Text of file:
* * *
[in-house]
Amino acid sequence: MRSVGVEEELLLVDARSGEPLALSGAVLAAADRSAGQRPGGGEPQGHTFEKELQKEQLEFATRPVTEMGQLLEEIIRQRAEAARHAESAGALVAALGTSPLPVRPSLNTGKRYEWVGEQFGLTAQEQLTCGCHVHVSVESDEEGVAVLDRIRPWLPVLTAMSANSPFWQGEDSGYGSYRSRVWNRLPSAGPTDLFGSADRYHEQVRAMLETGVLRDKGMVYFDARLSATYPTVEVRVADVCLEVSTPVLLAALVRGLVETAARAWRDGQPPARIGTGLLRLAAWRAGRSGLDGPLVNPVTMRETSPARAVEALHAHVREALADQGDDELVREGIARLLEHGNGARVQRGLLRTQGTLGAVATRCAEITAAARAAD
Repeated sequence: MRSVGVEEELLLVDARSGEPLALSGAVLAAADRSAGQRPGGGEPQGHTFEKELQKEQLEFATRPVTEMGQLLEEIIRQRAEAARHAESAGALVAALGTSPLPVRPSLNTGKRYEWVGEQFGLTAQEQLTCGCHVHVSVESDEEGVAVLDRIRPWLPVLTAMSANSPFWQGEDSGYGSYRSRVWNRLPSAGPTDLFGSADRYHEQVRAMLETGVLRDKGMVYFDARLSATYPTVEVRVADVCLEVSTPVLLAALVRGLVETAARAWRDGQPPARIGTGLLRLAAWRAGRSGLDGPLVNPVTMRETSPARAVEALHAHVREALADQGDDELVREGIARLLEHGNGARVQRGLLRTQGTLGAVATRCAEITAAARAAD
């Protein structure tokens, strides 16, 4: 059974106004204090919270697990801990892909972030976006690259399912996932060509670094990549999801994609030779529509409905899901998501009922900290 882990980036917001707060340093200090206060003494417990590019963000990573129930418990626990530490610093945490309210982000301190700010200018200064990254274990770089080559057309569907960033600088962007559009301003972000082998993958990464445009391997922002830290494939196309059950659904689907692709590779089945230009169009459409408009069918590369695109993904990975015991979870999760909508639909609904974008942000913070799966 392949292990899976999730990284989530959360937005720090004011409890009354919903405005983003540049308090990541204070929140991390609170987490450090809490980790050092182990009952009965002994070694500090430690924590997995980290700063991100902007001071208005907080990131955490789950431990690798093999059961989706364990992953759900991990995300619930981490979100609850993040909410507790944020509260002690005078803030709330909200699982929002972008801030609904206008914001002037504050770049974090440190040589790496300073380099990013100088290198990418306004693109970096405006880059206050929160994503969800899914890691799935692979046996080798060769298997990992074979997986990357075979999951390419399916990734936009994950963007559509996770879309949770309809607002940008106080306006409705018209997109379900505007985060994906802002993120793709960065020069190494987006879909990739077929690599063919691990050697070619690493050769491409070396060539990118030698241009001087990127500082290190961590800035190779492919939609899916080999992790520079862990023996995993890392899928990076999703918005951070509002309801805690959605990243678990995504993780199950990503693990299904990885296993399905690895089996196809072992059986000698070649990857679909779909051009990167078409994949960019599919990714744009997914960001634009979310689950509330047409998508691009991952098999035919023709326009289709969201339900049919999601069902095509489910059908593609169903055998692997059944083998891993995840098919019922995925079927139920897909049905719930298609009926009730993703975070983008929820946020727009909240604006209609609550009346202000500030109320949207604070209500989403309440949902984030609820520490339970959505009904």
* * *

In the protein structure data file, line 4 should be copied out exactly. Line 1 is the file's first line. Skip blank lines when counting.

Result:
């Protein structure tokens, strides 16, 4: 059974106004204090919270697990801990892909972030976006690259399912996932060509670094990549999801994609030779529509409905899901998501009922900290 882990980036917001707060340093200090206060003494417990590019963000990573129930418990626990530490610093945490309210982000301190700010200018200064990254274990770089080559057309569907960033600088962007559009301003972000082998993958990464445009391997922002830290494939196309059950659904689907692709590779089945230009169009459409408009069918590369695109993904990975015991979870999760909508639909609904974008942000913070799966 392949292990899976999730990284989530959360937005720090004011409890009354919903405005983003540049308090990541204070929140991390609170987490450090809490980790050092182990009952009965002994070694500090430690924590997995980290700063991100902007001071208005907080990131955490789950431990690798093999059961989706364990992953759900991990995300619930981490979100609850993040909410507790944020509260002690005078803030709330909200699982929002972008801030609904206008914001002037504050770049974090440190040589790496300073380099990013100088290198990418306004693109970096405006880059206050929160994503969800899914890691799935692979046996080798060769298997990992074979997986990357075979999951390419399916990734936009994950963007559509996770879309949770309809607002940008106080306006409705018209997109379900505007985060994906802002993120793709960065020069190494987006879909990739077929690599063919691990050697070619690493050769491409070396060539990118030698241009001087990127500082290190961590800035190779492919939609899916080999992790520079862990023996995993890392899928990076999703918005951070509002309801805690959605990243678990995504993780199950990503693990299904990885296993399905690895089996196809072992059986000698070649990857679909779909051009990167078409994949960019599919990714744009997914960001634009979310689950509330047409998508691009991952098999035919023709326009289709969201339900049919999601069902095509489910059908593609169903055998692997059944083998891993995840098919019922995925079927139920897909049905719930298609009926009730993703975070983008929820946020727009909240604006209609609550009346202000500030109320949207604070209500989403309440949902984030609820520490339970959505009904």